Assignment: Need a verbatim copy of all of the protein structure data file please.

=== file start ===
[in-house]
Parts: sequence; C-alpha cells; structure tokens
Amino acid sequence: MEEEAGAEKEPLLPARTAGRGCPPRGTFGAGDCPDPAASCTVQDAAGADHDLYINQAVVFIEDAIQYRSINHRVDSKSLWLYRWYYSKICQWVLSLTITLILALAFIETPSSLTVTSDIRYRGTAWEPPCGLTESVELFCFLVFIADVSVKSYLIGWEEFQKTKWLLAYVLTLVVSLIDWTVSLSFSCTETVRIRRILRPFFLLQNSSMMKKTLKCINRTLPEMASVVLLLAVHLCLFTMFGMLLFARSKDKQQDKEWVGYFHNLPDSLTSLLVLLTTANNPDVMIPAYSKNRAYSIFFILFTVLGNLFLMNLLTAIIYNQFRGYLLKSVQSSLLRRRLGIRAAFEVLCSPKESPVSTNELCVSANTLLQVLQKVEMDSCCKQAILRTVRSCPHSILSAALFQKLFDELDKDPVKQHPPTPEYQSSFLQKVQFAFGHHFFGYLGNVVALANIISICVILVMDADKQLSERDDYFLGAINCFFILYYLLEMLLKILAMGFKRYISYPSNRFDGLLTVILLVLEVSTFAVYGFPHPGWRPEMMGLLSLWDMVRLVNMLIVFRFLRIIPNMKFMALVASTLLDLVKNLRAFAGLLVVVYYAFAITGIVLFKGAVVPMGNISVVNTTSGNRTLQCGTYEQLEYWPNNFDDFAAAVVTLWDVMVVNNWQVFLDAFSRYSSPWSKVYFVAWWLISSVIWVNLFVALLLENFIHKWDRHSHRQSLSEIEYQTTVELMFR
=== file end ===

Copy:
[in-house]
Parts: sequence; C-alpha cells; structure tokens
Amino acid sequence: MEEEAGAEKEPLLPARTAGRGCPPRGTFGAGDCPDPAASCTVQDAAGADHDLYINQAVVFIEDAIQYRSINHRVDSKSLWLYRWYYSKICQWVLSLTITLILALAFIETPSSLTVTSDIRYRGTAWEPPCGLTESVELFCFLVFIADVSVKSYLIGWEEFQKTKWLLAYVLTLVVSLIDWTVSLSFSCTETVRIRRILRPFFLLQNSSMMKKTLKCINRTLPEMASVVLLLAVHLCLFTMFGMLLFARSKDKQQDKEWVGYFHNLPDSLTSLLVLLTTANNPDVMIPAYSKNRAYSIFFILFTVLGNLFLMNLLTAIIYNQFRGYLLKSVQSSLLRRRLGIRAAFEVLCSPKESPVSTNELCVSANTLLQVLQKVEMDSCCKQAILRTVRSCPHSILSAALFQKLFDELDKDPVKQHPPTPEYQSSFLQKVQFAFGHHFFGYLGNVVALANIISICVILVMDADKQLSERDDYFLGAINCFFILYYLLEMLLKILAMGFKRYISYPSNRFDGLLTVILLVLEVSTFAVYGFPHPGWRPEMMGLLSLWDMVRLVNMLIVFRFLRIIPNMKFMALVASTLLDLVKNLRAFAGLLVVVYYAFAITGIVLFKGAVVPMGNISVVNTTSGNRTLQCGTYEQLEYWPNNFDDFAAAVVTLWDVMVVNNWQVFLDAFSRYSSPWSKVYFVAWWLISSVIWVNLFVALLLENFIHKWDRHSHRQSLSEIEYQTTVELMFR